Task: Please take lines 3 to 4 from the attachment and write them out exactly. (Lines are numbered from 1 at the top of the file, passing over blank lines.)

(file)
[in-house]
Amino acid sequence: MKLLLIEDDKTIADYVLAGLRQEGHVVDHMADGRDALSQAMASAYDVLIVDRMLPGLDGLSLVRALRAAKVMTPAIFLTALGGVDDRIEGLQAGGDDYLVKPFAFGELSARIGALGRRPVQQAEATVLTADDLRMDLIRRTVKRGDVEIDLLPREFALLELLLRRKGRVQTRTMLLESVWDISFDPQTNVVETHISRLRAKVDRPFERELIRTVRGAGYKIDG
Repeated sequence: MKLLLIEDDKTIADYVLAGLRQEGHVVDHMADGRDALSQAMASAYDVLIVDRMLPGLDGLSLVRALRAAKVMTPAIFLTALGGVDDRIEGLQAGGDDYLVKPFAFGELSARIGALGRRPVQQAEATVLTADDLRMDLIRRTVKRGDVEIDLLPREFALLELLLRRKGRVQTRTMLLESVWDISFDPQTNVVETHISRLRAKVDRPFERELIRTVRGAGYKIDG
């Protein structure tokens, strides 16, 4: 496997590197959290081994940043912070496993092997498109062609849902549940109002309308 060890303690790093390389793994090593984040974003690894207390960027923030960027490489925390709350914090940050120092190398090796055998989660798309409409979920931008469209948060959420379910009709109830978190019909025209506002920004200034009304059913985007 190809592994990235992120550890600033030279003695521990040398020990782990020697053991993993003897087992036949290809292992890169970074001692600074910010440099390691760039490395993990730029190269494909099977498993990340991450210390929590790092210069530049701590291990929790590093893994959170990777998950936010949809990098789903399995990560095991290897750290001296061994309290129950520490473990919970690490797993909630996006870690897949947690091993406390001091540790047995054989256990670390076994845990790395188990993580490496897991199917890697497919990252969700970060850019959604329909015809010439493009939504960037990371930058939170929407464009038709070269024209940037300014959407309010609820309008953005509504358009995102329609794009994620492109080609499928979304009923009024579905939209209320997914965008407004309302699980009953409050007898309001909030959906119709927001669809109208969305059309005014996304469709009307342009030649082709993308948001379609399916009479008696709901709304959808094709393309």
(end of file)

Repeated sequence: MKLLLIEDDKTIADYVLAGLRQEGHVVDHMADGRDALSQAMASAYDVLIVDRMLPGLDGLSLVRALRAAKVMTPAIFLTALGGVDDRIEGLQAGGDDYLVKPFAFGELSARIGALGRRPVQQAEATVLTADDLRMDLIRRTVKRGDVEIDLLPREFALLELLLRRKGRVQTRTMLLESVWDISFDPQTNVVETHISRLRAKVDRPFERELIRTVRGAGYKIDG
């Protein structure tokens, strides 16, 4: 496997590197959290081994940043912070496993092997498109062609849902549940109002309308 060890303690790093390389793994090593984040974003690894207390960027923030960027490489925390709350914090940050120092190398090796055998989660798309409409979920931008469209948060959420379910009709109830978190019909025209506002920004200034009304059913985007 190809592994990235992120550890600033030279003695521990040398020990782990020697053991993993003897087992036949290809292992890169970074001692600074910010440099390691760039490395993990730029190269494909099977498993990340991450210390929590790092210069530049701590291990929790590093893994959170990777998950936010949809990098789903399995990560095991290897750290001296061994309290129950520490473990919970690490797993909630996006870690897949947690091993406390001091540790047995054989256990670390076994845990790395188990993580490496897991199917890697497919990252969700970060850019959604329909015809010439493009939504960037990371930058939170929407464009038709070269024209940037300014959407309010609820309008953005509504358009995102329609794009994620492109080609499928979304009923009024579905939209209320997914965008407004309302699980009953409050007898309001909030959906119709927001669809109208969305059309005014996304469709009307342009030649082709993308948001379609399916009479008696709901709304959808094709393309």